Staying put, for another look

Sam Colangelo

Colangelo, 22, played in three games after signing his two-year entry-level contract that expires next summer. He became the 16th Ducks player to score in his NHL debut after having a standout senior season at Western Michigan. There could be an opening on right wing for him to win a job.

Olen Zellweger

Once they brought him up for good in March, the Ducks played the 20-year-old Zellweger for 20 minutes or more 10 times over his final 22 contests – including five times of 22 or more minutes. He was getting looks on the power play’s first unit. It feels like he has a job to lose when camp rolls around.

Staying put … most likely?

Cam Fowler

Fowler didn’t have a good 14th season with the Ducks, and he could be bound for a transitioning role as Mintyukov and Zellweger grab more ice time. The 32-year-old did lead the defense with 39 points, even though he was seeing second-unit duty on the power play for spells. A more effective Fowler could emerge if he isn’t taxed as much in every situation.

Ross Johnston

After six full seasons with the New York Islanders, Johnston’s move to Anaheim via waivers allowed the winger to play in 68 games – more than double his previous high in any season. Verbeek brought him in to act as a deterrent against team taking liberties, and the 30-year-old has two years left on his contract.

Staying put … we think?

John Gibson

With Dostal only boosting his profile as a potential solid NHL starter, Gibson is moving toward being timeshare goalie — or even a 1B. An attempt to boost his diminishing reputation didn’t work out last season, as his numbers steadily plummeted and it became clearer that the Ducks were responding better to Dostal in net. Both sides should be motivated to execute a trade, but there remain three years and $19.2 million still to work around. Will the Ducks retain salary to facilitate a deal?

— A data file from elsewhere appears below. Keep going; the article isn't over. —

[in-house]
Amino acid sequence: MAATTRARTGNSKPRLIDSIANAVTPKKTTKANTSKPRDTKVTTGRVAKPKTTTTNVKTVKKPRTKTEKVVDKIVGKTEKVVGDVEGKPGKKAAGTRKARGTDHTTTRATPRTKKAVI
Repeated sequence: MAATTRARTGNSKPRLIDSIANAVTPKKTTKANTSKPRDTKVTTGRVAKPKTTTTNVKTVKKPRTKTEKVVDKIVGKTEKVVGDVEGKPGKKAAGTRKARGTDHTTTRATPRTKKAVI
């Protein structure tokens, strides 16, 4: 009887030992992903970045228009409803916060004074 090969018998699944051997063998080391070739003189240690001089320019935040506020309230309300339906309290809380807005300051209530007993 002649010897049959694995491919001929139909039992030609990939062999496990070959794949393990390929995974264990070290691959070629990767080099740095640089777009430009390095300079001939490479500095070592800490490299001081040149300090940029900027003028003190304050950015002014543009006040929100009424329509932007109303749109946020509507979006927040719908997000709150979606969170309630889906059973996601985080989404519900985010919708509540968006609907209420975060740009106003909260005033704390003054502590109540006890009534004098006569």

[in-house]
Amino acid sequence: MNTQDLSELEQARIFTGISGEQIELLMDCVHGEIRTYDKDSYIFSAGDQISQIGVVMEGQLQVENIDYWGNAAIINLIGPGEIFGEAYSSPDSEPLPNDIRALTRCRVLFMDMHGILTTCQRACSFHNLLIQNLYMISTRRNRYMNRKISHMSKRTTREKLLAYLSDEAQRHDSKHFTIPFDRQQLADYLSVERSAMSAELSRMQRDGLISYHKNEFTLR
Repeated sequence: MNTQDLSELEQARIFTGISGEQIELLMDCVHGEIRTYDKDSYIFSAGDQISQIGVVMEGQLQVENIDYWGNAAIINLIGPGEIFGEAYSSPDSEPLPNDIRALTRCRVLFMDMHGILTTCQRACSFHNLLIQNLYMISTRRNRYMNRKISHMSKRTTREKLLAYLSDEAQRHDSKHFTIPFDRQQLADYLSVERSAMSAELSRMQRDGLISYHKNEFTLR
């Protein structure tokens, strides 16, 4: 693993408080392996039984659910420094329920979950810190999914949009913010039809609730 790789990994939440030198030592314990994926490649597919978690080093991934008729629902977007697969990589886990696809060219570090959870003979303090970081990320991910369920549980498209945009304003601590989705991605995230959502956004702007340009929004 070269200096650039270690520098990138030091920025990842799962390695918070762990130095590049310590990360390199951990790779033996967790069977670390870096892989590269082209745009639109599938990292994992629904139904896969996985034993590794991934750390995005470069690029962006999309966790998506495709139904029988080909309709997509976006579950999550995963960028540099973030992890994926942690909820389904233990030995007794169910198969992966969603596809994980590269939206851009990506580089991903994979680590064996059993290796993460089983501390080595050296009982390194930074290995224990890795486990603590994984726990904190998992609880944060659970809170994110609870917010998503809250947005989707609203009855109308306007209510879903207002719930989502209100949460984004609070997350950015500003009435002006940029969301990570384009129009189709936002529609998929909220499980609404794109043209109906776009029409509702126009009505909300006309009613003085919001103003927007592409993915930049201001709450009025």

Brett Leason

Leason, 25, established himself as an NHL player this past season. Although he doesn’t always play to his power forward size, he registered career-highs across the board. He’s an arbitration-eligible RFA, but he could fit on their fourth line.

Ben Meyers

Meyers is another example of Verbeek’s penchant for plucking guys off waivers. Ordinarily, you wouldn’t think a forward who has bounced between the NHL and AHL would have a fixed place with the Ducks. He is a Group 6 UFA (less than 80 NHL games by age 25). But he’s also got a history with Cronin.

The toughest decisions

Trevor Zegras

Social media has put Zegras’s future in Anaheim into overdrive, as his name is constantly bandied about in proposed trades. The Ducks should get the 22-year-old on the ice and see how he works with the collection of other forwards they have. But there’s an unshakeable feeling that if Verbeek gets an offer he can’t refuse, he’ll pull the trigger. The good news is that Zegras finally started to look like the offensive force he can be at the end of an injury-plagued year.